By Adam Smith on November 27th, 2012 at 8:00 pm.
What if your computer wanted to kill you? Imagine entire worlds that contain nothing more important than a terrifying machine intelligence that absolutely will not stop, ever, until you are dead. Through the filter of aliens, robots and an Atari 2600, here are some thoughts on why it’s good to run, to hide and to die.
A bullet ricochets off a wheel axle and the onlookers fall silent. The splinters of wood that kick into the air could just as easily be splinters of bone, shattering from a wrist or a skull. Billy scrabbles in the dust, fires another shot, hears a coughing gasp. Clenches his fist tighter around the gun, clenches himself tighter around himself, feels warmth flood down his thighs, the waters of life broken, red soaking through the thickness of his chaps. He didn’t even hear the shot.
That was David Crane’s Atari 2600 port of Outlaw, although it was more of an adaptation than a port, adding two-player support and obstacles like the wagon that was pathetically implied in my verbal meanderings. Along with Joust, it was my first experience of multiplayer gaming, before I had a crack at Pong and long before LANs and Doom became a teenage obsession.
It’s weird to remember how important multiplayer games were to me back then, but as the years (decades) have taken their toll, I’ve become more of a singleton, fascinated by systems and simulations, which I’m much happier studying when I’m alone with them. I’m like a monk in my cell, poking at pretend history and occasionally writing a screed about how important and fascinating it all is.
Thinking back to the days before Doom got me thinking about playing games side by side and, more than that, games in which the setup is one vs one, whether both agents are played by a human or not. Beyond beat ‘em ups and some sports games, it’s not something I come across very often. Nowadays it’s all 42,000 vs 65,002, or a fictional world with so many people from the real world in it that sometimes I think I might as well have stayed there. I tend to enjoy reading about those games more than I enjoy playing them.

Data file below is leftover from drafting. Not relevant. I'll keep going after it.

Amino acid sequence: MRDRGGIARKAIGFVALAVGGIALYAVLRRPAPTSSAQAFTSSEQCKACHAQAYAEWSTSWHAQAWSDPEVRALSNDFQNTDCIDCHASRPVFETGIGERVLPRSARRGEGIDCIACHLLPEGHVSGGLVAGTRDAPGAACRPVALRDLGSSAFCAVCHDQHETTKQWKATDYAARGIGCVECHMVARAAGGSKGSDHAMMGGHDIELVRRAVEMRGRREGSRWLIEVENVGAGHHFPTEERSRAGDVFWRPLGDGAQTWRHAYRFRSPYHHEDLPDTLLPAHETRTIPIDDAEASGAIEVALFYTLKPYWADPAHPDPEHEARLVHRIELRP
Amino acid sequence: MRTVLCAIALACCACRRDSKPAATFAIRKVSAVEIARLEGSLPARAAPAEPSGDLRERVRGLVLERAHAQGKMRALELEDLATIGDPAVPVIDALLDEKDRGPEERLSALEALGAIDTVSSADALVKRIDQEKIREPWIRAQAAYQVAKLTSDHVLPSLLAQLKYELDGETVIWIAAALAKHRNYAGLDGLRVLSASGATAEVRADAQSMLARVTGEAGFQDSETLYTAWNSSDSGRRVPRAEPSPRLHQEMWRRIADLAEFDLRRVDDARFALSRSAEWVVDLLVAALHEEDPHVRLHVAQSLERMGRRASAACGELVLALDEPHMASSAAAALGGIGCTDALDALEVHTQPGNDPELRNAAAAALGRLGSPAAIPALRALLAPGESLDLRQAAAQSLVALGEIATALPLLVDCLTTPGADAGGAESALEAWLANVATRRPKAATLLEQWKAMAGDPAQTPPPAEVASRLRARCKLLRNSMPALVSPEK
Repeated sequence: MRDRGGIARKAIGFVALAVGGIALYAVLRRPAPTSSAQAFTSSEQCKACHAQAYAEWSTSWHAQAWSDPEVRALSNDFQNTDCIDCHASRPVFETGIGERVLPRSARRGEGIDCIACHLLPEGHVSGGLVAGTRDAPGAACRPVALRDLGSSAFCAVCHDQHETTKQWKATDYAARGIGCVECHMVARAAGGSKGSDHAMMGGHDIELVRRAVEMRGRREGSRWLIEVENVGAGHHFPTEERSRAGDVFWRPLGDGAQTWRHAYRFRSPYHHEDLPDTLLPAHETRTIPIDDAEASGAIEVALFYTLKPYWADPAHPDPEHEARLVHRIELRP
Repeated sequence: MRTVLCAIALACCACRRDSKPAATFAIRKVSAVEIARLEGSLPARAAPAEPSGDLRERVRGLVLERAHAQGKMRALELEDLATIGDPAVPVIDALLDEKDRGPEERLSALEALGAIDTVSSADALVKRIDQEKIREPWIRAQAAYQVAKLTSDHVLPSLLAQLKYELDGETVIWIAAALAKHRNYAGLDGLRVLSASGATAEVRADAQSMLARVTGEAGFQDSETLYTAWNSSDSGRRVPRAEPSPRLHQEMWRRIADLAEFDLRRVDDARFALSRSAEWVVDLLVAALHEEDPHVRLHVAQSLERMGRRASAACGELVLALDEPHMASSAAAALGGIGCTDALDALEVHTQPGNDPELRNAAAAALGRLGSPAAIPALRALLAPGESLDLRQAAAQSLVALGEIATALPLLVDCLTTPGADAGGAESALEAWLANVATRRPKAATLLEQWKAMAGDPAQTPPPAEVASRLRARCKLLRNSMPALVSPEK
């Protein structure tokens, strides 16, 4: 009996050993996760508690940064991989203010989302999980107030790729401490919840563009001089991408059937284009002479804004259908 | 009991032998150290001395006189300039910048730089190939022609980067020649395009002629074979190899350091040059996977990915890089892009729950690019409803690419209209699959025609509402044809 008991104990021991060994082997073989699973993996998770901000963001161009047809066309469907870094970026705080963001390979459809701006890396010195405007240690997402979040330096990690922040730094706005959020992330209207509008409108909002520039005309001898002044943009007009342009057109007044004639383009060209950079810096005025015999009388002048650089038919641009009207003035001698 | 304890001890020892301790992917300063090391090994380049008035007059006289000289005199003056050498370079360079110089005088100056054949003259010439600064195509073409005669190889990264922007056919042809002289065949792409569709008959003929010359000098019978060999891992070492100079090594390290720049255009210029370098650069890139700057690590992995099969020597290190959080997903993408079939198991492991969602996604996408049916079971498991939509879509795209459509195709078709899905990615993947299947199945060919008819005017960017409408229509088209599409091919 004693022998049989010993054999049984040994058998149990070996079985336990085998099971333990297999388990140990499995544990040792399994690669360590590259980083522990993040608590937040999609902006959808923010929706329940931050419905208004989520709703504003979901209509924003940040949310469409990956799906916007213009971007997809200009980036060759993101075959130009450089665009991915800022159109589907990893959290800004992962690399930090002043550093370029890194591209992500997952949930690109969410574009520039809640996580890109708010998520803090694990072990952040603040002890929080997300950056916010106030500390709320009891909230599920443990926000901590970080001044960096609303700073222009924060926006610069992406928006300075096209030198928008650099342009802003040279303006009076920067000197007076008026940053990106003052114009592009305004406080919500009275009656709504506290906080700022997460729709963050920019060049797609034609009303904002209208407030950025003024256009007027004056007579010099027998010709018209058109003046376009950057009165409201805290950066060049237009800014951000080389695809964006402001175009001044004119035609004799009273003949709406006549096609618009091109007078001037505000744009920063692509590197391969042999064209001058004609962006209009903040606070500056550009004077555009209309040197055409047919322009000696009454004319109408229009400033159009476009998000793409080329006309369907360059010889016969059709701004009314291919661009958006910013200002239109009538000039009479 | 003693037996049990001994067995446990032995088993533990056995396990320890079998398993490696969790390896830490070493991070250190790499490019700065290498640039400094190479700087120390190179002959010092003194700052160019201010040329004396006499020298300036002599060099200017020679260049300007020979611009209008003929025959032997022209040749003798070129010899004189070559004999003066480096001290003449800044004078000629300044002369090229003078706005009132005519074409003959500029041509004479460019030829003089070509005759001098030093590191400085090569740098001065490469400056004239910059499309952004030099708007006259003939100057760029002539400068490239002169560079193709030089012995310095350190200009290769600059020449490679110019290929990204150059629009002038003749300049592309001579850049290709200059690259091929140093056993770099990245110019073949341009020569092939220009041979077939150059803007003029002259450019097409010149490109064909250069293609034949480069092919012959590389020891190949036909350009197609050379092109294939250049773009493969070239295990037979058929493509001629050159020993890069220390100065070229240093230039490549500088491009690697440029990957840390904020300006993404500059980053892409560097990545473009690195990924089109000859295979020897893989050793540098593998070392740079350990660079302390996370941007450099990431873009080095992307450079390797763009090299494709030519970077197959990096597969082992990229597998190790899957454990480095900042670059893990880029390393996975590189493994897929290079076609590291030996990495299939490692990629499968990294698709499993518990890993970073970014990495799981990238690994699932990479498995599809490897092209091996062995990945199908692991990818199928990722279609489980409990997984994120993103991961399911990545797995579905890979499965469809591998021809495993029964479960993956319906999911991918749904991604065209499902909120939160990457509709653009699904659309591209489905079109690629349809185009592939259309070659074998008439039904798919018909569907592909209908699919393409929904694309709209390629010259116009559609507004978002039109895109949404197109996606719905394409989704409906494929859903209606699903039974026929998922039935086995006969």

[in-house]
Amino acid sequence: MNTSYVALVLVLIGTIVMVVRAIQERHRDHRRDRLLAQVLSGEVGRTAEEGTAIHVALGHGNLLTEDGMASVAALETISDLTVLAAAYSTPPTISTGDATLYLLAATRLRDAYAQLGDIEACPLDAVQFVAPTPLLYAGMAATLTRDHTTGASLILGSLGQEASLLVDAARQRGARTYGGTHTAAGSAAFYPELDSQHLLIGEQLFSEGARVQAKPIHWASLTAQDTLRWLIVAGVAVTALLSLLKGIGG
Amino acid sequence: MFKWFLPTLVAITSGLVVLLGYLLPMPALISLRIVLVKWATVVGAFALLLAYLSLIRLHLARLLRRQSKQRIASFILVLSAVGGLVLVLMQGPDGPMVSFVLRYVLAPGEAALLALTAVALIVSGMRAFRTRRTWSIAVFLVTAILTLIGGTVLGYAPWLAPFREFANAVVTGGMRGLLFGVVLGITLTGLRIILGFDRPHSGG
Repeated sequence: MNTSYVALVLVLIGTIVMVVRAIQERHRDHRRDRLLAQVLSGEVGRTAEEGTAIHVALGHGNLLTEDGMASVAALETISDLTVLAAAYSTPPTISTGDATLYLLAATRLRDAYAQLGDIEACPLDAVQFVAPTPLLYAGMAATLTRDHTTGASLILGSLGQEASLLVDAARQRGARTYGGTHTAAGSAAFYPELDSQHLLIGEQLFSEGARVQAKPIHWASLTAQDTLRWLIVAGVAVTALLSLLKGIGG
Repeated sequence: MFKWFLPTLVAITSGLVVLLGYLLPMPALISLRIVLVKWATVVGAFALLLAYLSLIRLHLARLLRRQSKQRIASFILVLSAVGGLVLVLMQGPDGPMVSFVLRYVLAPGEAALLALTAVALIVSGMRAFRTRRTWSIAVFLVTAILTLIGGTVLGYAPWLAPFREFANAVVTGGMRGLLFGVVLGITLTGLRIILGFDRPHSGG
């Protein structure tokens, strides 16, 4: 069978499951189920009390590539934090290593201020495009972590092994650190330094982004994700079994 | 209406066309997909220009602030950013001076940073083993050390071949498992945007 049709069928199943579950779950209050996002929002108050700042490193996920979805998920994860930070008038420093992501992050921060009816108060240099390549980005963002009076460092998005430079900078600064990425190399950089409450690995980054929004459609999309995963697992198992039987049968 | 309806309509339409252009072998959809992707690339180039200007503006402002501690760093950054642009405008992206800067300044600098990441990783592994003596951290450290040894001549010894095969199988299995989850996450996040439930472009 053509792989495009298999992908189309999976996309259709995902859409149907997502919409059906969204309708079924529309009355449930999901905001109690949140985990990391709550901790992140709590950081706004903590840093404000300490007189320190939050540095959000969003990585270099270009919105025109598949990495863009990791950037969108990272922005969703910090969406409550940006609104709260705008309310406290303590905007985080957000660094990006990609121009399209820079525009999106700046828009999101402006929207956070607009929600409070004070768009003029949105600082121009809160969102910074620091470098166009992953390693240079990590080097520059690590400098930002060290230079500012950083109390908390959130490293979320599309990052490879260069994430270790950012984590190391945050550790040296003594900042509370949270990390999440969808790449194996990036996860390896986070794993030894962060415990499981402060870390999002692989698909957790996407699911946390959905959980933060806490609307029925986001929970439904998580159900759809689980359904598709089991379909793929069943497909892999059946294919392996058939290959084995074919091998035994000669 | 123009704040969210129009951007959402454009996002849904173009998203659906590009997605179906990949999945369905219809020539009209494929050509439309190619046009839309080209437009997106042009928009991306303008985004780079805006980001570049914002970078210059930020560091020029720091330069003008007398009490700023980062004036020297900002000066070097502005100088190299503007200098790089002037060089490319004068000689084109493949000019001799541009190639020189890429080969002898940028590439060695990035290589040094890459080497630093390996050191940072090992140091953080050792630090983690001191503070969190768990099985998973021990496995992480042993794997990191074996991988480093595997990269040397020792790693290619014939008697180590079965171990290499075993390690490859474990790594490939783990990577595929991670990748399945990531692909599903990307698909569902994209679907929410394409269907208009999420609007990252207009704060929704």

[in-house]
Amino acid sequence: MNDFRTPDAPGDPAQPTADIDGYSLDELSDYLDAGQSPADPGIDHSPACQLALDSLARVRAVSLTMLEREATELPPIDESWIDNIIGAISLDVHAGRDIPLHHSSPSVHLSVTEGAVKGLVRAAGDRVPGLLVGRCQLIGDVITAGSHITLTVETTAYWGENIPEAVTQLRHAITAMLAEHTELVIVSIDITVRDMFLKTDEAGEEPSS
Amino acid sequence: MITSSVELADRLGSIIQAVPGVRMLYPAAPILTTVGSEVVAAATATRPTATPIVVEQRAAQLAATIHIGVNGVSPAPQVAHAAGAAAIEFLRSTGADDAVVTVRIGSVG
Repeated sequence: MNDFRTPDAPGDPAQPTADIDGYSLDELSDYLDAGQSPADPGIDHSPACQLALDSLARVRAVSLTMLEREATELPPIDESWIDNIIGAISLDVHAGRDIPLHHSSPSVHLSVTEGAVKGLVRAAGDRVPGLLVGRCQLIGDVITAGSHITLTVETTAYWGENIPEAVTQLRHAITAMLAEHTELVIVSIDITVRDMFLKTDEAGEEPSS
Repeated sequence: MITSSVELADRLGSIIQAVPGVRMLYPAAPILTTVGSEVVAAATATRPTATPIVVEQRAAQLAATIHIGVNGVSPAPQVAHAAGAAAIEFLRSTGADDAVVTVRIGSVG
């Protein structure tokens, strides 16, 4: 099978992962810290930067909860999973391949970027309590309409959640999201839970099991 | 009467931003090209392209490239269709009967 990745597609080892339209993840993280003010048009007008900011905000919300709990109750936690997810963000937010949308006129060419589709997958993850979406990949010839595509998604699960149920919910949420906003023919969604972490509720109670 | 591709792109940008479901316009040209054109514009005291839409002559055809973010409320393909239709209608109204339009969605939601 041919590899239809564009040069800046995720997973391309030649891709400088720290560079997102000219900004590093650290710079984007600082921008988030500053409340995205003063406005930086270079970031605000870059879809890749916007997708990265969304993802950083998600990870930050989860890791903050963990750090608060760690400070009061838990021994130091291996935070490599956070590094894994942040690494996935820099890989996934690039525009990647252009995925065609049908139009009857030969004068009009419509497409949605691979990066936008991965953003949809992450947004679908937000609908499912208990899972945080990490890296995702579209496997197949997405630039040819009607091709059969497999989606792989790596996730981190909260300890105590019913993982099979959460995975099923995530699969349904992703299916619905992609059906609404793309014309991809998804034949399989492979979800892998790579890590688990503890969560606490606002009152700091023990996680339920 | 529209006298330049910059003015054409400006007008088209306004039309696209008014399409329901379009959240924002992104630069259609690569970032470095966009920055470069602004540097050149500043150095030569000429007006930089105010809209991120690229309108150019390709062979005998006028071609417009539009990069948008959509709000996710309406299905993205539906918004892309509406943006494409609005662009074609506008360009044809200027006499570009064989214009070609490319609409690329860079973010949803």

Flip Outlaw on its side and there’s a gun at the bottom and a gun at the top, with obstacles scattered about the screen to hide behind. Replace that top gun with twenty and counter their numerical advantage by having them move and fire predictably and you’re looking at something similar to Space Invaders. What if the one smart opponent was more popular than the many stupid ones? What if there had been just the one Space Invader, cunning, resourceful and intelligent?
Two of my favourite films have never been made into games and I reckon they’d both suit the one vs one style of play to perfection. They are, of course, Who’s Afraid of Virginia Woolf? and Sleuth. The first, a bitter and eviscerating dialogue-based investigation of a relationship in which every word is a needle directed at the heart; the second, a mystery about character and the workings of the mind, a nightmare in which neither player can be sure, until the end, whether they are winning or losing, or even what the rules of the game really are.
Bullshit. I actually want to talk about Alien and The Terminator. But haven’t there been loads of games based on those two? No! The hypothetical person asking that question has fallen into my trap. I’m talking specifically about the first films, Alien without an ‘s’ and The Terminator that cast Schwarzenegger as an inhuman, terrifying killing machine rather than Edward Furlong’s creepy uncle.
The Alien series, as seen again in the upcoming Colonial Marines, almost exclusively translate across to the interactive realm in “THIS TIME IT’S WAR” mode, although Alec just brought my attention to the Spectrum version, which does utilise the Nostromo. I love that ship. It’s a ramshackle, industrial coffin and an ideal setting for a game. One player, one alien, a smattering of doomed NPCs. You could even ditch the NPCs, make it an even lonelier and more terrifying experience, but as long as they’re mainly meat for the meatgrinder, I reckon they’re allowed to take part.
The xenomorph though? That bastard is computer controlled. When it tears through a vent and rips your face off, you shouldn’t be high fiving your buddy because he/she mastered the ‘wall pounce’ and you shouldn’t be able to see through its eyes. You cannot understand how it works and when it kills you, you won’t have anyone to congratulate. The only ‘gg’ that you should ever say will be contained within an ‘arrgggghhhh’.